Kinnear makes me sort of forget that I’m watching a wretched Nicholas Sparks movie and instead a more nuanced picture about a rueful man who doesn’t know if everything good about life is in the past. As Steve, he should be the lead and not Cyrus. His character has far more depth, and he has this way of looking at his daughter that is rich with love and hope and tenderness but also so much disappointment, hurt, and regret. And that’s different from the way he looks at his younger son. Theirs is a relationship of mutual adoration, and you can feel the desperation as Steve tries to hold on to every second with Jonah, knowing that he can’t. Dammit, Kinnear, now I’m emotional over a Nicholas Sparks movie!

“When I Look at You” by Miley Cyrus:

Released: 2010
Prod: Adam Shankman, Jennifer Gibgot
Dir: Julie Anne Robinson
Writer: Nicholas Sparks, Jeff Van Wie
Cast: Miley Cyrus, Liam Hemsworth, Greg Kinnear, Bobby Coleman, Kelly Preston, Carly Chaikin, Nick Lashaway
Time: 107 min
Lang: English
Country: United States
Reviewed: 2018

A Dogwalker’s Christmas Tale (2015)

I’m going to put aside the fact that I’m questioning my life choices right now and just accept that I’m watching A Dogwalker’s Christmas Tale at three o’clock on a Monday morning in the middle of July. The film is terrible. So is the title. The script reads like a reject from a fanfiction club. The movie is a love song to dogs and dog parks with only an occasional nod to Christmas, and I like exactly one of those things.

I also tend to dismiss offhand anything that is part of UP network’s Christmas lineup. UP, the channel that specializes in wholesome family programming, makes the Hallmark Channel look like Masterpiece Theatre (yes, even you, Hats Off to Christmas). ADCT has some redeeming qualities, but it is comically, relentlessly optimistic. Before the opening credits begin, Luce (Lexi Giovagnoli), our chief dogwalker, leaps out of bed with eyes wide open. She’s the kind of girl who sleeps with her makeup on so that she can get a jump start on life, at least she does if it’s five days before Christmas. Dean (Jonathan Bennett), a dog lover and a college student practicing his veterinary skills on the sly, also remains suspiciously upbeat even after he finds out that his dog park clinic will be bulldozed to make way for a luxury spa.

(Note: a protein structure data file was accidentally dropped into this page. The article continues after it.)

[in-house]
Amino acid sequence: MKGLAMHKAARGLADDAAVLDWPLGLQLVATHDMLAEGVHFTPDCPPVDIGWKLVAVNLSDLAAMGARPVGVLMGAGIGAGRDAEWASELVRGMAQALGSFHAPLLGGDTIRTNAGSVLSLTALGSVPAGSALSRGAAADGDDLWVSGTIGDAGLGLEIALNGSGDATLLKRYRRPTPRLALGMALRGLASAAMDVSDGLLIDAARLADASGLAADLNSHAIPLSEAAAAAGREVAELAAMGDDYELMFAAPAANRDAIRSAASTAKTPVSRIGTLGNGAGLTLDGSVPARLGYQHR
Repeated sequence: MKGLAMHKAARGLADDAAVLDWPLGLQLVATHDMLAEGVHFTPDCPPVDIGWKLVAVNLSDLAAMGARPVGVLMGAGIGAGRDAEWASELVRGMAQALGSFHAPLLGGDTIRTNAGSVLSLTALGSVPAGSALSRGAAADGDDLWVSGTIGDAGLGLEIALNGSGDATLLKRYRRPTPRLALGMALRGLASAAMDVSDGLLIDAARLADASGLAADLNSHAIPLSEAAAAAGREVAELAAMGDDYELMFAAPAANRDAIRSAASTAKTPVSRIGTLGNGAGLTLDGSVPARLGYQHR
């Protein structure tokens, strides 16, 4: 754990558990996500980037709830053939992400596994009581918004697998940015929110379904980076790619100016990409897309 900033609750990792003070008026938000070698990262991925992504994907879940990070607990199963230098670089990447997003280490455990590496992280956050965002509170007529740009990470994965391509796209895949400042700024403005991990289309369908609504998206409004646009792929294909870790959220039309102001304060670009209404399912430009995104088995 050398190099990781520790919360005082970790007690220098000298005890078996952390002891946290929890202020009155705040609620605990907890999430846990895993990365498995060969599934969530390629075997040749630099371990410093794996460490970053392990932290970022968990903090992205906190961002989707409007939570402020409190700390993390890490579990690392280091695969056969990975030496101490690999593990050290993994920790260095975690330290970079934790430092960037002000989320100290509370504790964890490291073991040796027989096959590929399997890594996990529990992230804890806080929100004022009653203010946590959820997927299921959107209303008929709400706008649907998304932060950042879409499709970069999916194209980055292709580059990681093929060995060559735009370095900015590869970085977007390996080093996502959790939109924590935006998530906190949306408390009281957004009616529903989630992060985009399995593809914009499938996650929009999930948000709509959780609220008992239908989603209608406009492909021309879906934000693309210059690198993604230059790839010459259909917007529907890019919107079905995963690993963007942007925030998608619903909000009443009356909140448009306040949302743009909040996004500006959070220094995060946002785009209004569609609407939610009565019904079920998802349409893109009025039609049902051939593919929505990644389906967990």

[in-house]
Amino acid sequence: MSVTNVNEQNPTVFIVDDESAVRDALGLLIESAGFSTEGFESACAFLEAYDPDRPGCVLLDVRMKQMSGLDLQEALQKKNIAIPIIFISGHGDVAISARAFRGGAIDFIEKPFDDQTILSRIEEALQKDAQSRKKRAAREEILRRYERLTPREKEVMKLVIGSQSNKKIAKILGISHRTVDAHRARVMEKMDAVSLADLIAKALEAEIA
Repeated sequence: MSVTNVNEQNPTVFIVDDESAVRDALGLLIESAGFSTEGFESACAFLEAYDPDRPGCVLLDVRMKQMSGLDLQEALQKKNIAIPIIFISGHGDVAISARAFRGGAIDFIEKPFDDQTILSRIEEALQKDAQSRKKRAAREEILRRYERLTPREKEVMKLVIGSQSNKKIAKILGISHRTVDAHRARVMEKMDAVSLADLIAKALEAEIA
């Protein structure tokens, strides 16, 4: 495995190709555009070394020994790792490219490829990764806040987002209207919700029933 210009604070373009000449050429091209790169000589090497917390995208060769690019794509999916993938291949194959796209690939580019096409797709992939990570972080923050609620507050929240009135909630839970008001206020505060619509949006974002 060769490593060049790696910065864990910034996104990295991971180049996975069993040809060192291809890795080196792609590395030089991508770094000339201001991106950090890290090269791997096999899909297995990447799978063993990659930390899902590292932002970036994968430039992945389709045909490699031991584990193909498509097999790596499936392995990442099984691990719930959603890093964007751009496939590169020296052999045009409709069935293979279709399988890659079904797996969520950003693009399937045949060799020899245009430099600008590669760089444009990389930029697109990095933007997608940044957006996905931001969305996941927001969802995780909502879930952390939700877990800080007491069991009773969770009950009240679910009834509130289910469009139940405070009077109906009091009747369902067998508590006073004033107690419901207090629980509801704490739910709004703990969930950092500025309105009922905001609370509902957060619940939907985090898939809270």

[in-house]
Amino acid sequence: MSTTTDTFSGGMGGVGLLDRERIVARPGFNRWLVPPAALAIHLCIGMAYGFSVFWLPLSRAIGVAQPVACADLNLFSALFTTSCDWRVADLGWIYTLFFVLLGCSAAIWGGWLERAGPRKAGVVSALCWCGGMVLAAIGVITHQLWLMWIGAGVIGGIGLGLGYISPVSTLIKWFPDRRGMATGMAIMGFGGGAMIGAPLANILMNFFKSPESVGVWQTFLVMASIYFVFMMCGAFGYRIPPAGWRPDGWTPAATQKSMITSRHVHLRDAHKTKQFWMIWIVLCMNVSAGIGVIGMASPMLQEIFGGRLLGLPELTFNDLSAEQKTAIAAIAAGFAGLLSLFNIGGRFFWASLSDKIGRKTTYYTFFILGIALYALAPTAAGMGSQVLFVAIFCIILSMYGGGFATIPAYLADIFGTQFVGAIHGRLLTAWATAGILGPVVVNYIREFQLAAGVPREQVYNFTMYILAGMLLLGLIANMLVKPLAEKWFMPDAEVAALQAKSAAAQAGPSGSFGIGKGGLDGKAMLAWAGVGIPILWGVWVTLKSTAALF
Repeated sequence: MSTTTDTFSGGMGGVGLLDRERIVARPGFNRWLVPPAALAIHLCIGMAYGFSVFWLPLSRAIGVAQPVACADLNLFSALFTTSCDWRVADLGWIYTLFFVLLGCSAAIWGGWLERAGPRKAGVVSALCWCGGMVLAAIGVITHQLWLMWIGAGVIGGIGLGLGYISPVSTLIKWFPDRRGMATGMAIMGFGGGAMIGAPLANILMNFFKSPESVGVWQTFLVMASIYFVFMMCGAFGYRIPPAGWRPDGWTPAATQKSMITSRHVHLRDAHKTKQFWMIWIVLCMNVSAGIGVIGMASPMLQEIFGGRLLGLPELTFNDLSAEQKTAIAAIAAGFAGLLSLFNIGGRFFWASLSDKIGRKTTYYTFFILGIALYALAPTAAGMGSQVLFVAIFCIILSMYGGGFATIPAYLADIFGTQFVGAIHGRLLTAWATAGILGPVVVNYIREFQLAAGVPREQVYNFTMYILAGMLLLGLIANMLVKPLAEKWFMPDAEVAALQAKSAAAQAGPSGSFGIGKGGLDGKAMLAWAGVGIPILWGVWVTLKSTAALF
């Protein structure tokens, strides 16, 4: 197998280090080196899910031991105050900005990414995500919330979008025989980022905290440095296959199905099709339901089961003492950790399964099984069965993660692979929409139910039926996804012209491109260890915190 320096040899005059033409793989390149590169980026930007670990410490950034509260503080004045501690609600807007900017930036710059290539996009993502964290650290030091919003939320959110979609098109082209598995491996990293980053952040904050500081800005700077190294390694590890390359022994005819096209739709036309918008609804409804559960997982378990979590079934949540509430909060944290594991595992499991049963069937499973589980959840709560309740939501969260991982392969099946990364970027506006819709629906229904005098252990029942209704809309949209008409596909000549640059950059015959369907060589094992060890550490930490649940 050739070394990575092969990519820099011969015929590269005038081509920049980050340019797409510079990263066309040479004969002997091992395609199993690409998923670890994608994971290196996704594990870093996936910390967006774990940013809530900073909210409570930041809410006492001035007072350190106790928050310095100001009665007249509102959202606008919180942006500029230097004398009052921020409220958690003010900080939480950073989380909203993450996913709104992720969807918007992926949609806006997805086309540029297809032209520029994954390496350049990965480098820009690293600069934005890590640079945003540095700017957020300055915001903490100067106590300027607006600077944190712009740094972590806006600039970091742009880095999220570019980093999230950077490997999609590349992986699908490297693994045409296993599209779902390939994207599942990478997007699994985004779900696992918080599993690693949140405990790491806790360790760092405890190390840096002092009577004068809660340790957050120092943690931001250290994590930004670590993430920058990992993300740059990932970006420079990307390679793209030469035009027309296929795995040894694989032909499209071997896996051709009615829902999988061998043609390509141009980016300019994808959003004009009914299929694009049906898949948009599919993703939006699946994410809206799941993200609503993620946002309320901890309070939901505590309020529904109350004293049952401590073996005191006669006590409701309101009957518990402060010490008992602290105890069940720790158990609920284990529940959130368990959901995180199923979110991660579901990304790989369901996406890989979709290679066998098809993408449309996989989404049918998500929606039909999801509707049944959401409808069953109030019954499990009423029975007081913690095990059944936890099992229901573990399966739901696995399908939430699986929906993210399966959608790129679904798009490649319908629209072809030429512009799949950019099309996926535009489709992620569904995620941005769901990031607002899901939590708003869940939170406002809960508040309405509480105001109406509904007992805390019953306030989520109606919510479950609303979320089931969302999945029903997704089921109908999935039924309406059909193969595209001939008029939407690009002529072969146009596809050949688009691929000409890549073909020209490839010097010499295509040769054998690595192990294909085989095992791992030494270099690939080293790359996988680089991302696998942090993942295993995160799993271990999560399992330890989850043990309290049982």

Both lead actors remind me of other people. I kept mistaking Giovagnoli for a perky, wide-eyed Melanie Lynskey, which is fine because I love Melanie Lynskey. This endeared me somewhat to her character, despite the fact that the Luce is a poster child for privileged rich white girl. I almost stopped the movie after a few minutes when Luce and her friends skip into a jewelry store though; they’re buying matching necklaces for some Christmas party while she has just maxed out her parents’ credit card to buy a nice watch for her boyfriend of three months. Bennett, on the other hand, is not so lucky in this department. I kept seeing pharma bro Martin Shkreli, apologies to Bennett and fans of Mean Girls.

In fairness, the plot is no worse than anything you’ve seen before on UP. There’s conflict of the existential and the romantic sort. Will the dog park meet its end? Does this mean one of the dog walkers will regain the hundred pounds she lost? Can lonely dog walker woman find true love without her canine matchmaker? Will Dean find out who Luce really works for? It all ends predictably, that is to say happily. You just have to watch a circus of amateurs tumbling around in order to get there.

ADCT lacks nuanced acting and writing, of course. I mean, the reason why dog-hating Luce is walking dogs is because she has no money and her parents are off doing some charity gig in Botswana, leaving her and her little brother alone for Christmas. She seems nonchalant about it, but this arrangement seems like a big deal and Luce probably needs to talk to someone about it. But fine, go walk them dogs.

Having forfeited an hour and a half, however, I will commend the movie for its characterization of Missy, Luce’s boss and husband of dog park killer. I expected her to be a one note ninny, and she is for most part. But she also surprises by being a decent person when called upon and by standing by Luce when the easy thing would have been to pit the two women against each other.

Released: 2015
Dir: Letia Clouston
Writer: Jake Helgren
Cast: Jonathan Bennett, Lexi Giovagnoli, Dina Meyer, Patrick Muldoon, Jennifer Joseph
Time: 86 min
Lang: English
Country: United States
Network: UPtv
Reviewed: 2018